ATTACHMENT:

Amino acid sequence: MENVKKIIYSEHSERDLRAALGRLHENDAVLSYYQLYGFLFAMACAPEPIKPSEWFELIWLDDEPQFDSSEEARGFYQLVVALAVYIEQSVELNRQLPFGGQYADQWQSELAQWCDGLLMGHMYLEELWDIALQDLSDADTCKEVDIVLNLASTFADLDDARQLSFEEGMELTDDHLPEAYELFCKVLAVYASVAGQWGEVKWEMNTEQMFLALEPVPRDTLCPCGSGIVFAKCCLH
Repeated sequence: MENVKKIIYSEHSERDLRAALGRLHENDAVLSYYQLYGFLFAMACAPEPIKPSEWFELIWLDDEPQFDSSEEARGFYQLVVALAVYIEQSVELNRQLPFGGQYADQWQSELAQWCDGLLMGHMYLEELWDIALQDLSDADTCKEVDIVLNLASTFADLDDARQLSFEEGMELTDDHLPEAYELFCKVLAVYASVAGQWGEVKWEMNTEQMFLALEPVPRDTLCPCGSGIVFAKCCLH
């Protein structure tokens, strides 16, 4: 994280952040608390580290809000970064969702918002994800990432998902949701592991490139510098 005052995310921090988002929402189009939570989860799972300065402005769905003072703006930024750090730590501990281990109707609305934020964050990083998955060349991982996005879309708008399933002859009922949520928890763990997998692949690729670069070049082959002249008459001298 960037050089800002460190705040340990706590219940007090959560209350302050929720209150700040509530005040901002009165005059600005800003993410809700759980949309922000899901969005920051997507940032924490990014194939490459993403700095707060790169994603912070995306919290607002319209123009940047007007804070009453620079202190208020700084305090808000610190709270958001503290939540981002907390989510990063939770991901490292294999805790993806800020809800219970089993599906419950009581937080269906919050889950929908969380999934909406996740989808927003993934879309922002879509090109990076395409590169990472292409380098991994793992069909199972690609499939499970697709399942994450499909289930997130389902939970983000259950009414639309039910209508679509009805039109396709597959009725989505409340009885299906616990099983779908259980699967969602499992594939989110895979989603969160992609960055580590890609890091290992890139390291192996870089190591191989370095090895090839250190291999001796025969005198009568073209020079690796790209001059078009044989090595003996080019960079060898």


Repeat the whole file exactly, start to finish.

Amino acid sequence: MENVKKIIYSEHSERDLRAALGRLHENDAVLSYYQLYGFLFAMACAPEPIKPSEWFELIWLDDEPQFDSSEEARGFYQLVVALAVYIEQSVELNRQLPFGGQYADQWQSELAQWCDGLLMGHMYLEELWDIALQDLSDADTCKEVDIVLNLASTFADLDDARQLSFEEGMELTDDHLPEAYELFCKVLAVYASVAGQWGEVKWEMNTEQMFLALEPVPRDTLCPCGSGIVFAKCCLH
Repeated sequence: MENVKKIIYSEHSERDLRAALGRLHENDAVLSYYQLYGFLFAMACAPEPIKPSEWFELIWLDDEPQFDSSEEARGFYQLVVALAVYIEQSVELNRQLPFGGQYADQWQSELAQWCDGLLMGHMYLEELWDIALQDLSDADTCKEVDIVLNLASTFADLDDARQLSFEEGMELTDDHLPEAYELFCKVLAVYASVAGQWGEVKWEMNTEQMFLALEPVPRDTLCPCGSGIVFAKCCLH
């Protein structure tokens, strides 16, 4: 994280952040608390580290809000970064969702918002994800990432998902949701592991490139510098 005052995310921090988002929402189009939570989860799972300065402005769905003072703006930024750090730590501990281990109707609305934020964050990083998955060349991982996005879309708008399933002859009922949520928890763990997998692949690729670069070049082959002249008459001298 960037050089800002460190705040340990706590219940007090959560209350302050929720209150700040509530005040901002009165005059600005800003993410809700759980949309922000899901969005920051997507940032924490990014194939490459993403700095707060790169994603912070995306919290607002319209123009940047007007804070009453620079202190208020700084305090808000610190709270958001503290939540981002907390989510990063939770991901490292294999805790993806800020809800219970089993599906419950009581937080269906919050889950929908969380999934909406996740989808927003993934879309922002879509090109990076395409590169990472292409380098991994793992069909199972690609499939499970697709399942994450499909289930997130389902939970983000259950009414639309039910209508679509009805039109396709597959009725989505409340009885299906616990099983779908259980699967969602499992594939989110895979989603969160992609960055580590890609890091290992890139390291192996870089190591191989370095090895090839250190291999001796025969005198009568073209020079690796790209001059078009044989090595003996080019960079060898």